Development charges in Sudbury are going up by 17.2 per cent effective July 1, which will add another $3,252 onto the construction of a new single-family dwelling in the city.
Despite a push by Coun. Bill Leduc to limit this year’s increase to 4.4 per cent, this would align it with the 12-month change in the Consumer Price Index change to September 2021.
The 17.2 per cent increase is “too much for our developers, because obviously, these development charges get passed on to the homebuyer, and right now the price of homes has skyrocketed,” Leduc said. “I don’t want to see our new home construction slow down whatsoever.”
In support of Leduc’s motion, Coun. Robert Kirwan noted that the taxes paid during the first year of new houses opening to residents would offset the reduced increase being proposed.
With only Kirwan and Coun. Joscelyn Landry-Altmann throwing support behind Leduc’s motion it was defeated and the automatic 17.2 per cent increase remains in play.
The increase will bring the per-unit cost for a new single-family dwelling build to $22,162. Semi-detached dwellings will soon cost $17,806 per unit, multiple-unit builds will be $12,791 per unit, industrial charges are being brought to $3.70 per square foot and commercial/institutional builds will increase to $5.56 per square foot. These numbers apply to fully serviced properties, with those lacking water and/or wastewater receiving lower rates.
The increase comes into play at this time of year through a related bylaw, which automatically increases development charges in concert with the non-residential building construction price index change for Ottawa, which was 17.2 per cent last year. Ottawa is chosen because there are no statistics released for Sudbury, according to a municipal report.
Through building services director and chief building official Guido Mazza, Coun. Deb McIntosh sussed out that the average cost of a new residential building is between $500,000 and $600,000, meaning the increased development cost constitutes an approximately 0.53 per cent increase to the total construction cost.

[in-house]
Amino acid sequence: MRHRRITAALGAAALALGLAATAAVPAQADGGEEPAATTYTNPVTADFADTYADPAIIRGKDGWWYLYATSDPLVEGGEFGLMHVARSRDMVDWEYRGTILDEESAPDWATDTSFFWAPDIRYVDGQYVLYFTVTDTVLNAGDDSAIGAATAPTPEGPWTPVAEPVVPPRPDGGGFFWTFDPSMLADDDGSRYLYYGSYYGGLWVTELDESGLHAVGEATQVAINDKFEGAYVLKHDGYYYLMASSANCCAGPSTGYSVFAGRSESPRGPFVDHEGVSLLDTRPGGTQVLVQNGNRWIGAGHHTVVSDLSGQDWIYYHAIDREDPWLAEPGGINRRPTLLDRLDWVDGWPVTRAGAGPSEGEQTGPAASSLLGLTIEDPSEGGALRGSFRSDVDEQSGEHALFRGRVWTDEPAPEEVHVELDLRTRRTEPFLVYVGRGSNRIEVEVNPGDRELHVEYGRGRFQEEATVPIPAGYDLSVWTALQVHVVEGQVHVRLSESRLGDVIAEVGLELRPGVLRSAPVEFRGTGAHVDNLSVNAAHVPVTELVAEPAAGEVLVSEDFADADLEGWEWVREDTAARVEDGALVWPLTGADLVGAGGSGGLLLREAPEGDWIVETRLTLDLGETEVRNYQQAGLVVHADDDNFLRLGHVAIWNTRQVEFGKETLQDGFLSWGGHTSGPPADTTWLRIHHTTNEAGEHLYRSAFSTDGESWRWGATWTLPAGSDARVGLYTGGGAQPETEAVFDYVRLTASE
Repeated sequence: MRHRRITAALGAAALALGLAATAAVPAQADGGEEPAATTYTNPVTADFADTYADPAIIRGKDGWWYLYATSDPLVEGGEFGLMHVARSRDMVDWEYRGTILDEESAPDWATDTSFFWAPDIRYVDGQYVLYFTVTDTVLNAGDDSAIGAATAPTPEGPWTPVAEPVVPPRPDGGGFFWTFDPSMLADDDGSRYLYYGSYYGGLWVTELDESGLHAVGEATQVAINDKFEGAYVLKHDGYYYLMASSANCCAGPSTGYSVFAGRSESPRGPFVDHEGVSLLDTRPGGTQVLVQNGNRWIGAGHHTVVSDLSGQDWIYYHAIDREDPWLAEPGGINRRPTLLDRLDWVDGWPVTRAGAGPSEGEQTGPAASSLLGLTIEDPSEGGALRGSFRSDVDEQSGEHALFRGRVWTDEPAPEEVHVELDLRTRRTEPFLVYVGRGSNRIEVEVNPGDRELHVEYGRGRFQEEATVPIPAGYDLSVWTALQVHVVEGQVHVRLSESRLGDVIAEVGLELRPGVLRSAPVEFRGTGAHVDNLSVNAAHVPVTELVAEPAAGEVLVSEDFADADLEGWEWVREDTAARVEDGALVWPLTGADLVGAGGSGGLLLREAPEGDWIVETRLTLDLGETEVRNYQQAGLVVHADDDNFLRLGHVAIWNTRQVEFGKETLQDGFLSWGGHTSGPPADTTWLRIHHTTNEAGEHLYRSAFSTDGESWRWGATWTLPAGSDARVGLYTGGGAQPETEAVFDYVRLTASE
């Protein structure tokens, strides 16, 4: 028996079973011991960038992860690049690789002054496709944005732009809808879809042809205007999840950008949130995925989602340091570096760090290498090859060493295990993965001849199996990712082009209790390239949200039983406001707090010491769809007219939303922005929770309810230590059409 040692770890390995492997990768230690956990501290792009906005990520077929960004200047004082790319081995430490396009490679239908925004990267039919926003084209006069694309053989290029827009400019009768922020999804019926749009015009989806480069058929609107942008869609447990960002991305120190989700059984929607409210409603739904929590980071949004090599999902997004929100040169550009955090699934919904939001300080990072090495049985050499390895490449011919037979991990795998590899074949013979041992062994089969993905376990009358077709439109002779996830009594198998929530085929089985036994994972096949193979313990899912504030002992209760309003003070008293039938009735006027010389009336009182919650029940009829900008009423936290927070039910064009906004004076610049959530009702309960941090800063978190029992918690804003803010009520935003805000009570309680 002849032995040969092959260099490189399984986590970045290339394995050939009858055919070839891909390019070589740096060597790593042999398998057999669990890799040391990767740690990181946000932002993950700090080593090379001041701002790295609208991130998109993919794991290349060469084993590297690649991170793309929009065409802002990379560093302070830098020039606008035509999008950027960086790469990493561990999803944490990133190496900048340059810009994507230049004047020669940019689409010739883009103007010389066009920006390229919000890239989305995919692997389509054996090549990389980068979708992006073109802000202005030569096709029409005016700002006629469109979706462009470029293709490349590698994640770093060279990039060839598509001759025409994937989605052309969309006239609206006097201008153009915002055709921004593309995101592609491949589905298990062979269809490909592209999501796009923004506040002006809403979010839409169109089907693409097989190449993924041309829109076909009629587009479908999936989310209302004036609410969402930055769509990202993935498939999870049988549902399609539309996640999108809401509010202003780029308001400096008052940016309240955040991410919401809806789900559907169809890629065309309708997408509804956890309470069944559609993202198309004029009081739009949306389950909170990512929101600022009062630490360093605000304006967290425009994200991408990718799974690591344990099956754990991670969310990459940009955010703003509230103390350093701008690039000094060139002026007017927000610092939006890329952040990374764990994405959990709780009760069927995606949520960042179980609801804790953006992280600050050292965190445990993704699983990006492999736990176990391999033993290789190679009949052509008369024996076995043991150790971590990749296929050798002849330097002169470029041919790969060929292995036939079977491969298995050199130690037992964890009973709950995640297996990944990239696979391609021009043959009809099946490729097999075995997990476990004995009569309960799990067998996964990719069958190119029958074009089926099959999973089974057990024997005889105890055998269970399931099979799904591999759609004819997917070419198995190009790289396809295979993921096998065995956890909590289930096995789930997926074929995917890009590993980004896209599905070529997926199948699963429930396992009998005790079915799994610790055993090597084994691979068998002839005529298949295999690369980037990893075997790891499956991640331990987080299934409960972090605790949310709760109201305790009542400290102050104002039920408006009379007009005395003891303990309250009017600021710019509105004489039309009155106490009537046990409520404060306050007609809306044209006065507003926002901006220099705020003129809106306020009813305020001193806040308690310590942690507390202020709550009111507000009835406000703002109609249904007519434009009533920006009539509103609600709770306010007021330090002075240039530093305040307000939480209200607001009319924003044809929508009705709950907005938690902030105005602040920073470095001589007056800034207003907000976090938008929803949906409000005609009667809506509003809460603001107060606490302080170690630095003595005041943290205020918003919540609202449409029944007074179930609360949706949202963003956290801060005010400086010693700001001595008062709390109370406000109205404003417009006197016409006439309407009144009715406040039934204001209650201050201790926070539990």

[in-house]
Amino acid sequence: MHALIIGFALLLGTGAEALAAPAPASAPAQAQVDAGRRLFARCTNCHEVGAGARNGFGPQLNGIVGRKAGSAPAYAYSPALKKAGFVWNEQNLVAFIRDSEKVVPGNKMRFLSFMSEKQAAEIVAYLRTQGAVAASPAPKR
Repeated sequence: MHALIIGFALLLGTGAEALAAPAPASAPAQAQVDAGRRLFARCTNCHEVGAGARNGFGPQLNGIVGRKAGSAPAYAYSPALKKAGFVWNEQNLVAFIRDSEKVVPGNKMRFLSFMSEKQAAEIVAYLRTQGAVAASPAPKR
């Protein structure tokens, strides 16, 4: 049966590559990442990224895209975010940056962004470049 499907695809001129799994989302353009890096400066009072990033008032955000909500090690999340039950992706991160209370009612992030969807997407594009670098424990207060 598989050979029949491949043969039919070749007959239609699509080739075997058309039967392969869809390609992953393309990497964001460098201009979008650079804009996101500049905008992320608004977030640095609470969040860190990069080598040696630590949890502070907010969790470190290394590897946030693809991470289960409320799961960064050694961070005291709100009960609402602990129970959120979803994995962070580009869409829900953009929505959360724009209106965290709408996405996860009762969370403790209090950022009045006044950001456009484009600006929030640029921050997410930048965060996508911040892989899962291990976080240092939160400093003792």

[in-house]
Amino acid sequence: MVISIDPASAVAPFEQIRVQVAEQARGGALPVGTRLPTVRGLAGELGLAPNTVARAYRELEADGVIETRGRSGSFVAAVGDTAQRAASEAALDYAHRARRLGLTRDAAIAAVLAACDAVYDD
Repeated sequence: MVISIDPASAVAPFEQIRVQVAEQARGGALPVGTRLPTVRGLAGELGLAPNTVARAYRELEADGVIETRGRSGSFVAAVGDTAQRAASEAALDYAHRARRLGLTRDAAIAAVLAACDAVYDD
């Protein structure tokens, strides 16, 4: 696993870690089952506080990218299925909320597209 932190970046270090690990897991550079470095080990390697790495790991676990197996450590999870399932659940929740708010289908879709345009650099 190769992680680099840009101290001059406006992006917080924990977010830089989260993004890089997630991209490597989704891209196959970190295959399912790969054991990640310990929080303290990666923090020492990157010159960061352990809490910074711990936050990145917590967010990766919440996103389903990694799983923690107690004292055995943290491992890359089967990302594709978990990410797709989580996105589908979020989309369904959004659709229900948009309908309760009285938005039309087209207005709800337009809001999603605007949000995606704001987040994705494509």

“What we need is affordable housing,” McIntosh said. “People want to purchase a $600,000 home, but I don’t think that the taxpayer should necessarily be subsidizing the building of $600,000 homes.”
Approved affordable housing projects that comply with city requirements are exempt from development charges.
The city’s development charges follow a “growth pays for growth” direction, city financial planning and budgeting manager Steve Facey explained, noting that they go toward growth-related capital expenditures.
Without development costs, he added, “the cost for additional infrastructure would be at the expense of existing property taxpayers rather than developers.”
To the beginning of March, the city had issued 25 permits for new residential construction totalling a value of $7.68 million. Mazza that cited as a five-fold increase over the five building permits with a total construction value of $1.15 million issued by the same time last year.
Since things don’t appear to be slowing down, Coun. Mark Signoretti argued that it’s premature to bring forward a motion to lessen the sting of development charges at this time.
The non-residential building construction price index change used to determine this year’s development charge increase was mainly fuelled by a rise in the prices for metal fabrication products and concrete elements, according to Statistics Canada’s report.
“Contractors mainly attributed the higher costs to rising labour costs resulting from skilled labour shortages and rises in the price of steel products, which was impacted by supply constraints.”
Residential construction costs among 11 major cities Statistics Canada factor into their report increased by 21.7 per cent last year, and non-residential construction costs increased by 11.2 per cent. The greatest non-residential construction increase was Ottawa’s 17.2 per cent, followed by a 15.3 per cent increase recorded in Toronto. The residential construction price increase for Ottawa was 24.4 per cent last year, while Toronto’s was 25.6 per cent.
Tyler Clarke covers city hall and political affairs for Sudbury.com.